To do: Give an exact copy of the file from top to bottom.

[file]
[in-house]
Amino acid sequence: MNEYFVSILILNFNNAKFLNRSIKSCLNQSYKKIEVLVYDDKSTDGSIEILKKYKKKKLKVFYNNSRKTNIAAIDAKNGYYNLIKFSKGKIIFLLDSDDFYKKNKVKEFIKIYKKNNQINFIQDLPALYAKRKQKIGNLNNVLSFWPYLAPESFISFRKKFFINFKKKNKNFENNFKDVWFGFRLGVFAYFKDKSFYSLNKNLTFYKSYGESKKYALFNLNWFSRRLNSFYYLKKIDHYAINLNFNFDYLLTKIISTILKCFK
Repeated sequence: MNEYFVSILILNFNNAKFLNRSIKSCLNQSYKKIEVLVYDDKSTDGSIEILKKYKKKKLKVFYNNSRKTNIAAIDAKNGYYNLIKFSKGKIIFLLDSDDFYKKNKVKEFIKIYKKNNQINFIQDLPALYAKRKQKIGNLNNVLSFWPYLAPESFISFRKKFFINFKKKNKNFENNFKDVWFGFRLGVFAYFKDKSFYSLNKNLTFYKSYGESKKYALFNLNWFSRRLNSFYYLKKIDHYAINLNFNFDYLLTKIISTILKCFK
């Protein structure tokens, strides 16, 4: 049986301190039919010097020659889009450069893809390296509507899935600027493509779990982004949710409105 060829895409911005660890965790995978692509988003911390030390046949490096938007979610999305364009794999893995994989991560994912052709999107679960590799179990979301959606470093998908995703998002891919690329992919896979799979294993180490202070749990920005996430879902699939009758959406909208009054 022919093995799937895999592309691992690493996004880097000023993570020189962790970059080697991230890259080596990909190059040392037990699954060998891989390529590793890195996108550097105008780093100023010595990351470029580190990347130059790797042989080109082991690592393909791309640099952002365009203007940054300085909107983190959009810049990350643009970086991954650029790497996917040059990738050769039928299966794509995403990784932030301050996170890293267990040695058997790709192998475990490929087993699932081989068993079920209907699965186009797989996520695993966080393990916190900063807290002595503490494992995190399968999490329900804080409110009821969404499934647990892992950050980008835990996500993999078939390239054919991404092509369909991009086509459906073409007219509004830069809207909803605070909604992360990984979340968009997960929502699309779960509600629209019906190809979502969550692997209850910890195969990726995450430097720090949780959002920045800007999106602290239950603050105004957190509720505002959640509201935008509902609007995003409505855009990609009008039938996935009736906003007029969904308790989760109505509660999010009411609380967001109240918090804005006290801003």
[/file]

[in-house]
Amino acid sequence: MNEYFVSILILNFNNAKFLNRSIKSCLNQSYKKIEVLVYDDKSTDGSIEILKKYKKKKLKVFYNNSRKTNIAAIDAKNGYYNLIKFSKGKIIFLLDSDDFYKKNKVKEFIKIYKKNNQINFIQDLPALYAKRKQKIGNLNNVLSFWPYLAPESFISFRKKFFINFKKKNKNFENNFKDVWFGFRLGVFAYFKDKSFYSLNKNLTFYKSYGESKKYALFNLNWFSRRLNSFYYLKKIDHYAINLNFNFDYLLTKIISTILKCFK
Repeated sequence: MNEYFVSILILNFNNAKFLNRSIKSCLNQSYKKIEVLVYDDKSTDGSIEILKKYKKKKLKVFYNNSRKTNIAAIDAKNGYYNLIKFSKGKIIFLLDSDDFYKKNKVKEFIKIYKKNNQINFIQDLPALYAKRKQKIGNLNNVLSFWPYLAPESFISFRKKFFINFKKKNKNFENNFKDVWFGFRLGVFAYFKDKSFYSLNKNLTFYKSYGESKKYALFNLNWFSRRLNSFYYLKKIDHYAINLNFNFDYLLTKIISTILKCFK
């Protein structure tokens, strides 16, 4: 049986301190039919010097020659889009450069893809390296509507899935600027493509779990982004949710409105 060829895409911005660890965790995978692509988003911390030390046949490096938007979610999305364009794999893995994989991560994912052709999107679960590799179990979301959606470093998908995703998002891919690329992919896979799979294993180490202070749990920005996430879902699939009758959406909208009054 022919093995799937895999592309691992690493996004880097000023993570020189962790970059080697991230890259080596990909190059040392037990699954060998891989390529590793890195996108550097105008780093100023010595990351470029580190990347130059790797042989080109082991690592393909791309640099952002365009203007940054300085909107983190959009810049990350643009970086991954650029790497996917040059990738050769039928299966794509995403990784932030301050996170890293267990040695058997790709192998475990490929087993699932081989068993079920209907699965186009797989996520695993966080393990916190900063807290002595503490494992995190399968999490329900804080409110009821969404499934647990892992950050980008835990996500993999078939390239054919991404092509369909991009086509459906073409007219509004830069809207909803605070909604992360990984979340968009997960929502699309779960509600629209019906190809979502969550692997209850910890195969990726995450430097720090949780959002920045800007999106602290239950603050105004957190509720505002959640509201935008509902609007995003409505855009990609009008039938996935009736906003007029969904308790989760109505509660999010009411609380967001109240918090804005006290801003």